FCC’s EAS Warning: Don’t Cry Wolf

WASHINGTON — The Federal Communications Commission has sent its own warning to cable operators and other program distributors: Don’t play fast and loose with Emergency Alert System warnings in ads, promos — or anywhere else, for that matter.

The EAS tones are supposed to signal a national emergency and a briefing by the president.

In the latest and by far the most potentially costly shot across the bow, the FCC has proposed fining Viacom, ESPN and NBCUniversal a total of almost $2 million for what it said was misuse of alerts. The danger, of course, is that viewers will become desensitized to the unique sound of the alert if it is aired over and over in movies or ads.

The penalties stem from an ad the three companies aired repeatedly for the film Olympus Has Fallen, about a terrorist attack on the White House, that included Emergency Alert System warning tones that are only supposed to be used in a real crisis.

But they were only the latest proposed fines, following two findings against Turner Broadcasting System over the last four months — totaling $225,000 — for use of simulated EAS warnings in promos for the TBS talk show Conan and in a Best Buy ad.

In the case of Olympus Has Fallen, all three companies contested their liability for airing the tones in the movie trailer, but the FCC cited a recent spike in consumer complaints about simulated or actual EAS tones and said that the FCC has long prohibited their use in other than emergency situations, in part for the “cry wolf” element of desensitizing viewers to the importance of real tones. It also said that Viacom’s effort to “shift blame” to the ad agency that supplied the spot “must fail.”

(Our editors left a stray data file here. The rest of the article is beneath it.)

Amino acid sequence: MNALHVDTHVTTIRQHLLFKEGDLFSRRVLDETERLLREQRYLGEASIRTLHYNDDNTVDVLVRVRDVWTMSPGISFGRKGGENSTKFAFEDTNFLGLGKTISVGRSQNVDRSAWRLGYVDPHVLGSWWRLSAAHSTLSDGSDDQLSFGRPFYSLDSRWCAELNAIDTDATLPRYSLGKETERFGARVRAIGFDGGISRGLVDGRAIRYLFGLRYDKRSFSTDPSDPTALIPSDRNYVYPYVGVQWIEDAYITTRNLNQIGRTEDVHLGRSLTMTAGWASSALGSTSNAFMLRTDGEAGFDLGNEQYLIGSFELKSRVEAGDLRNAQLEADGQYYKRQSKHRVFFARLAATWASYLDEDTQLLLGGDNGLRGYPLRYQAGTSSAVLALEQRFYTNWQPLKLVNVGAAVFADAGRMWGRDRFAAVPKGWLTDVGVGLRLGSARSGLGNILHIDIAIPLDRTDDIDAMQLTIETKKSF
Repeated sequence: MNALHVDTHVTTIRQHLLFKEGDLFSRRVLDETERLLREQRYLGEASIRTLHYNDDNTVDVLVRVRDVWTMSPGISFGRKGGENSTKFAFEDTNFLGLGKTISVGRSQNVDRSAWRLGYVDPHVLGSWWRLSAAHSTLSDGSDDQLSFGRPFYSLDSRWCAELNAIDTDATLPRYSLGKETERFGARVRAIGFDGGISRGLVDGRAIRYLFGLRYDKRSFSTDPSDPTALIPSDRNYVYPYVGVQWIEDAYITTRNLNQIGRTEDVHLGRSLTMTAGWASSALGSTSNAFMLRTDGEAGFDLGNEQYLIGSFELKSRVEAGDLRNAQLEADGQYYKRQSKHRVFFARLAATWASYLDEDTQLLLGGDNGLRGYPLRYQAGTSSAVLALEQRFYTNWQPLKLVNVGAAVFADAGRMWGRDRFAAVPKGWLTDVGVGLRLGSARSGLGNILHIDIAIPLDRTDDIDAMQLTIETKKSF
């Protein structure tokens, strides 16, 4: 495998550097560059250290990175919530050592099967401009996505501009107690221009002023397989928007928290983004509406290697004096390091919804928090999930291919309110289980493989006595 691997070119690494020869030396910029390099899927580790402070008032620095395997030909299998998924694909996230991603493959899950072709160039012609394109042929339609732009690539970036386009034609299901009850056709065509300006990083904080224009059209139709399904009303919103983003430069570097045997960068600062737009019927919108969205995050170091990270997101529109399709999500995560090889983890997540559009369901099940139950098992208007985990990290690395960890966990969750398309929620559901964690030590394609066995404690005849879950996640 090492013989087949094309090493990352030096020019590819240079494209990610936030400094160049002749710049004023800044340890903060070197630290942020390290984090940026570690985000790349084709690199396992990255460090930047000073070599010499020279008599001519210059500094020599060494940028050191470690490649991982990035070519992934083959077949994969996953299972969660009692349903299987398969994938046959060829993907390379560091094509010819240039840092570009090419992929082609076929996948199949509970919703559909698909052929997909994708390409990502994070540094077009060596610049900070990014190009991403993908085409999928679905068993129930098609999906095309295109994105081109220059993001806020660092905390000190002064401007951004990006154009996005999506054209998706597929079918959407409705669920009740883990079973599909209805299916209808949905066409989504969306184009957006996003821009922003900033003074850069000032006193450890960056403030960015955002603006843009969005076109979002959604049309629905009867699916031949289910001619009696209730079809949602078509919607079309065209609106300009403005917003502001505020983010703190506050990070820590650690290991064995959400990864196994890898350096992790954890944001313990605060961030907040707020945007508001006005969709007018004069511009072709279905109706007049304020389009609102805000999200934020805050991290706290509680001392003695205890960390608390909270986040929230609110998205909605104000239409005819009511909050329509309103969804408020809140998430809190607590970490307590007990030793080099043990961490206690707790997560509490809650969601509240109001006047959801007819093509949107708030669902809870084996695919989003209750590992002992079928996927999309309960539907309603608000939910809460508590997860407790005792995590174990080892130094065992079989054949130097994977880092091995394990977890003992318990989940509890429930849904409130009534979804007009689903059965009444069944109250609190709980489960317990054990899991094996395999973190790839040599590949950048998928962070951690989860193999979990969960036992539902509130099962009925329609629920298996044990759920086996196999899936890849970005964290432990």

The companies argued that the clip was a movie trailer and no one could reasonably mistake it for a real tone.

“Seven Viacom-owned networks transmitted the advertisement a total of 108 times over five days, resulting in a proposed forfeiture of $1,120,000,” the Media Bureau said. “Three ESPN-owned networks transmitted the advertisement a total of 13 times over four days, resulting in a proposed forfeiture of $280,000. Finally, seven NBCUniversal-owned cable networks transmitted the advertisement a total of 38 times over a span of six days, resulting in a proposed forfeiture of $530,000.”

The FCC takes the ability to pay into account when setting the fines, and did so in this case, noting that each company earns multiple billions of dollars in revenue.

The FCC also can take into account a company’s past compliance record, but said, without elaboration, that it found “nothing in the record or in the companies’ prior history of violations or compliance sufficient to reduce the proposed forfeiture amounts based on such factors.”

The FCC is clearly serious about cracking down on playing fast and loose with EAS warnings, which are supposed to signal that the president will address the nation in a time of national emergency. It has been ramping up the penalties.

In November, it proposed fining TBS $25,000 over a Conan promo that used a simulated warning, and most recently proposed fining Turner again, this time $200,000 for airing an ad from Best Buy featuring rapper A$AP Rocky that also included a simulated EAS tone.

The Olympus Has Fallen promo used an actual EAS tone.


The FCC is cracking down hard on networks that broadcast tones similar to Emergency Alert System warnings.

H Block By the Numbers

Dish Network walked away with all the marbles (actually, spectrum licenses) in the FCC’s H-Block auction, the first of three such sales to raise money for FirstNet, the interoperable broadband network that the White House has just budgeted for $7 billion.

Bandwidth: 10 MHz

Licenses: 176

Rounds: 167

Bidding days: 24

Qualified bidders: 23

Winning bidders: 1

Gross bids: $1.564 million

SOURCE: Federal Communications Commission

John Eggerton

Contributing editor John Eggerton has been an editor and/or writer on media regulation, legislation and policy for over four decades, including covering the FCC, FTC, Congress, the major media trade associations, and the federal courts. In addition to Multichannel News and Broadcasting + Cable, his work has appeared in Radio World, TV Technology, TV Fax, This Week in Consumer Electronics, Variety and the Encyclopedia Britannica.